Sex Addiction

Sex Addiction

It has long been believed that the prime reason for people to seek sex is to satisfy our instinctive need to reproduce. While this belief does still hold true, we now know that there is a lot more to it than that.

Sex is an integral part of our lifestyle. It is strongly linked to our emotions in many ways including the desire for intimacy, the yearning for love or the need to seek an emotional and physical ‘high’.

A wide variety of sexual behaviours are still considered ‘normal’ as the experience is so individual, however there does come a point when some behaviours start to become socially inappropriate. This point is not fixed and is open to interpretation, however it is generally accepted that sexual behaviour can be seen as problematic when it becomes uncontrollable, disrupts the daily life of the individual, leads to financial or relationship problems or causes harm or suffering to others.

Sex addiction is also known as hypersexuality. It refers to any sexual behaviour that becomes irrepressible. The individual may not only have frequent sex with their partner but may also indulge in masturbation, cyber-sex or pornography or seek a prostitute.


What is sex addiction?

Although hypersexuality has not officially been defined as an addiction, it is generally recognized and treated as such by most mental health professionals. Studies have proven that it develops in much the same way as substance addictions with similar effects on the brain.

As the addiction progresses it generally involves the person having incessant sexual thoughts throughout the day, and a need to act on these thoughts urgently. This can often interfere with other activities such as work, study or social engagements and this negative impact often falls into a downward spiral.

Sexual arousal triggers a surge of ‘feel good’ chemicals throughout the body. The euphoric feeling generated during orgasm is very similar to the ‘high’ experienced through alcohol or drug use. Similarly, as the person builds up a resistance to the ‘highs’ the person will increasingly indulge in the addictive behaviour to achieve the same result.

As with other forms of addiction, after enjoying the bliss of a high, the person will usually experience a range of low emotions including anxiety, regret, shame, remorse and isolation along with a sense of helplessness. In the long term these feelings tend to get worse along with the impact on the person’s everyday life.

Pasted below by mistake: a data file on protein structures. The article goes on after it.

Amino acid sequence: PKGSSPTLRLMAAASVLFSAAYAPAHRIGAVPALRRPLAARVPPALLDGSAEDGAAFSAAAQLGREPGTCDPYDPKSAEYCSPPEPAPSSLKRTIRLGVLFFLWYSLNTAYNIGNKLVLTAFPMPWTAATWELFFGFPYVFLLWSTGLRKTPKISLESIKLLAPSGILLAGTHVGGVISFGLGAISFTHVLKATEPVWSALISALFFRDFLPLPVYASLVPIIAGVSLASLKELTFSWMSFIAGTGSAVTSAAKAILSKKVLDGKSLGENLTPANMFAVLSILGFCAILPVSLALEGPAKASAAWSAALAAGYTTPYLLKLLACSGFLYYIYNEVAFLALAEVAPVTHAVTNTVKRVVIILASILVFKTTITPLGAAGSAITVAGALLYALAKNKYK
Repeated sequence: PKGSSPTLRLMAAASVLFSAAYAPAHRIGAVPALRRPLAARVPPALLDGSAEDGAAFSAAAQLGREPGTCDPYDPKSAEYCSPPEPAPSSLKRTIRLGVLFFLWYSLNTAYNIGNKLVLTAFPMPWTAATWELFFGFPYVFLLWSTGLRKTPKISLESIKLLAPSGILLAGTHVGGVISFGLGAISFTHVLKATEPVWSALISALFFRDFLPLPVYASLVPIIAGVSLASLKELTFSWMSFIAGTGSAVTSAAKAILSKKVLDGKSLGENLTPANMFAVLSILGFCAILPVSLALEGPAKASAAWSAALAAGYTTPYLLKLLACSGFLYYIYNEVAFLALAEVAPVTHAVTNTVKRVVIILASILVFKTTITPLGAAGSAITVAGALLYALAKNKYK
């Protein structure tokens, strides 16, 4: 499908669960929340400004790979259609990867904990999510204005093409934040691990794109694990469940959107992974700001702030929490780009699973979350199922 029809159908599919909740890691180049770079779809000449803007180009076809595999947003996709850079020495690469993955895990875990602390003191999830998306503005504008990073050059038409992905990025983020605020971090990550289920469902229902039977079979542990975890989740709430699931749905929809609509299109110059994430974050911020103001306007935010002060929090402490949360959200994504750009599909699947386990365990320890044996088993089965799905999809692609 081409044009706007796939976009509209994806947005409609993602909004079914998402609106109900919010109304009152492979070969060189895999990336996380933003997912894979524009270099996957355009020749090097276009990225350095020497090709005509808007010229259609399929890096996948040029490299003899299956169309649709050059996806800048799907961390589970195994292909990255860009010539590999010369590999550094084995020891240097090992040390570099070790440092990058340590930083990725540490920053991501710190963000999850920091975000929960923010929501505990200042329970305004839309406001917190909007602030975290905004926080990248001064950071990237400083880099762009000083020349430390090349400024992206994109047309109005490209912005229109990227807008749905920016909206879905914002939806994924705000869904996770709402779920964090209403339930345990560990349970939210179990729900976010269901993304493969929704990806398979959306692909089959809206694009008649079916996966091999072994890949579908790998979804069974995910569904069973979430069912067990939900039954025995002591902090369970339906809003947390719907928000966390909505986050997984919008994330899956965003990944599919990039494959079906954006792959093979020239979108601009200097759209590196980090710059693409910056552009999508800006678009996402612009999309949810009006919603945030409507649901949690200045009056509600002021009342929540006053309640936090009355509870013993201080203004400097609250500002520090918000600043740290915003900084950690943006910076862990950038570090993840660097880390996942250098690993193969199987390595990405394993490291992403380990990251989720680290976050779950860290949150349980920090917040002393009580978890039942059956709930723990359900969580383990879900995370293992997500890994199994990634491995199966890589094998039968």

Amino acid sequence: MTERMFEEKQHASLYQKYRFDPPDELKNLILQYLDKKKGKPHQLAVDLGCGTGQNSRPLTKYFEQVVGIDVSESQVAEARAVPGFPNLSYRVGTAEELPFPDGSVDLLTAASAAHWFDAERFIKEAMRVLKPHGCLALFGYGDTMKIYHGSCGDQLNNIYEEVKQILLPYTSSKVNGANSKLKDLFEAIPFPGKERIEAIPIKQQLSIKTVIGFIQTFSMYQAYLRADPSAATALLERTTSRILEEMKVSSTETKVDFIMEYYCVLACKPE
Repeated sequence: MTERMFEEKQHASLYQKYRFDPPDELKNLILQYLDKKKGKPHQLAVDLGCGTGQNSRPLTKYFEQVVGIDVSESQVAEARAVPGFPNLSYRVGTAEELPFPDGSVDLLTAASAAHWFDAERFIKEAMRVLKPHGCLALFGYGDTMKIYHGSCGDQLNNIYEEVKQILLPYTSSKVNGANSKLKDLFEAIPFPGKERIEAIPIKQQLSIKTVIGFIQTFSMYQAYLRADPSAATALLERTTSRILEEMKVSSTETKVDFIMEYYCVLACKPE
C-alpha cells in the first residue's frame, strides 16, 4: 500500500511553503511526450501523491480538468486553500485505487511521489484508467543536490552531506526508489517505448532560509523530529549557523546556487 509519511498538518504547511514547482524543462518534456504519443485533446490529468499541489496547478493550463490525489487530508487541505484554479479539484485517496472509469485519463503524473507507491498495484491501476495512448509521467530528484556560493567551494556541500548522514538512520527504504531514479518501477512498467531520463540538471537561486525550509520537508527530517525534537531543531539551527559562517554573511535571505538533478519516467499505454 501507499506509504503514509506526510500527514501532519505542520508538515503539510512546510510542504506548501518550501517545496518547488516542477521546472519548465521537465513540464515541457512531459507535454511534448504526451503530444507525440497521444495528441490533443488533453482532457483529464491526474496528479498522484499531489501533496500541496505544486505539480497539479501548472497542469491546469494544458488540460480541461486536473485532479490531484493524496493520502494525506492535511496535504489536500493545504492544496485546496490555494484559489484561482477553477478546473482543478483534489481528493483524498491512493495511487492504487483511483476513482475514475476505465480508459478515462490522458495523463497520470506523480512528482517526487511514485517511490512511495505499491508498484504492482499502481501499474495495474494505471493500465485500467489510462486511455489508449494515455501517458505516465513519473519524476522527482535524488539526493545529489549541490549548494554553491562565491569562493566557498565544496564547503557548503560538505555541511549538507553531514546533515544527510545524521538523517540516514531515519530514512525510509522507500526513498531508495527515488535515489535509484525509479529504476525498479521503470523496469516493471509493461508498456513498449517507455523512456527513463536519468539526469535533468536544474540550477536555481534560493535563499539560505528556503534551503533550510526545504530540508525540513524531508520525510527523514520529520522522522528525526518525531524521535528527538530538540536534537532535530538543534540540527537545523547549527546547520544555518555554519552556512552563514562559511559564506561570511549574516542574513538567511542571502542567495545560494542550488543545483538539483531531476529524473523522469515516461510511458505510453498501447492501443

When these emotions and lifestyle issues become unbearable, they can push the person back to seek sexual gratification as a means of escape which then repeats the cycle.

Sex addiction is not necessarily determined by the frequency of the behaviour but more by the intensity of withdrawal symptoms that occur in between each ‘high’.

Exact figures representing the prevalence of sexual addiction in Australia vary as addicts have been very reluctant to come forward in the past. Many counsellors have reported an increase in the number of cases they see; however it is unclear if this means more people are engaging in sexually addictive behaviours or that people are becoming more confident about coming forward and asking for help. Some estimates suggest that as many as 3 million Australians have some form of sexual addiction with the majority of these being men.


What causes sex addiction?

It is difficult to determine why some people develop an addiction to sex when others do not. Like other forms of addiction, it is most likely triggered by a combination of biological and psychological factors rather than by any single cause.


The senses in the body use chemical signals (or neurotransmitters) to communicate with the brain but sometimes these signals can get mixed up, affecting how the brain responds. Sex usually also increases the production of endorphins and dopamine – the ‘feel good’ hormones. If these are inadequately controlled, the body can start to crave them.

The rush of these hormones can also serve to dampen negative feelings normally processed in the same area of the brain further adding to the lure of the addiction.


Addictions are often associated with underlying beliefs or behaviours. Sex addiction is similar to substance addiction in that it is often used as a way to escape from stress in the real world. Addicts feel the reward gained from the addiction and want more of it but they later experience feelings of guilt or remorse.

Research also shows that those from so called ‘dysfunctional families’ are more likely to engage in sexually addictive behaviour, especially if they have experienced some form of sexual, physical or emotional abuse as a child.


Sex addiction symptoms and signs

There are a number of behaviours that can be covered under the term ‘sex addiction’. It doesn’t just include sex itself. Any of these can be the central focus of the addiction or a contributing behaviour if they have become out of control and repetitive. Sexual behaviours that might indicate an addiction include:

  • Having simultaneous affairs
  • Practicing unsafe sex
  • Masturbating
  • Viewing or creating pornography
  • Having phone sex or cyber sex
  • Visiting adult bookstores and/or sex clubs
  • Having sex with prostitutes

As there is no ‘official’ recognition of sex addiction as a true addiction, official criteria for diagnosis do not exist either. However there are a number of recognised guidelines based on clinical dependency criteria that have been collated by leading clinicians. They include the person:

  • Spending less time on or neglecting work, social and recreational activities in order to spend more time involved in sexual behaviour.
  • Being unable to control the urge to engage in sexual behaviour despite the possibility of consequences.
  • Having frequent, casual sex – including with strangers.
  • Indulging in sexual behaviours, urges or fantasies as a response to stressful life events.
  • Regularly engaging in high risk sexual behaviours that could result in physical or emotional harm to anyone involved.
  • Having radical mood swings from ‘highs’ to ‘lows’ especially in regard to sexual behaviour.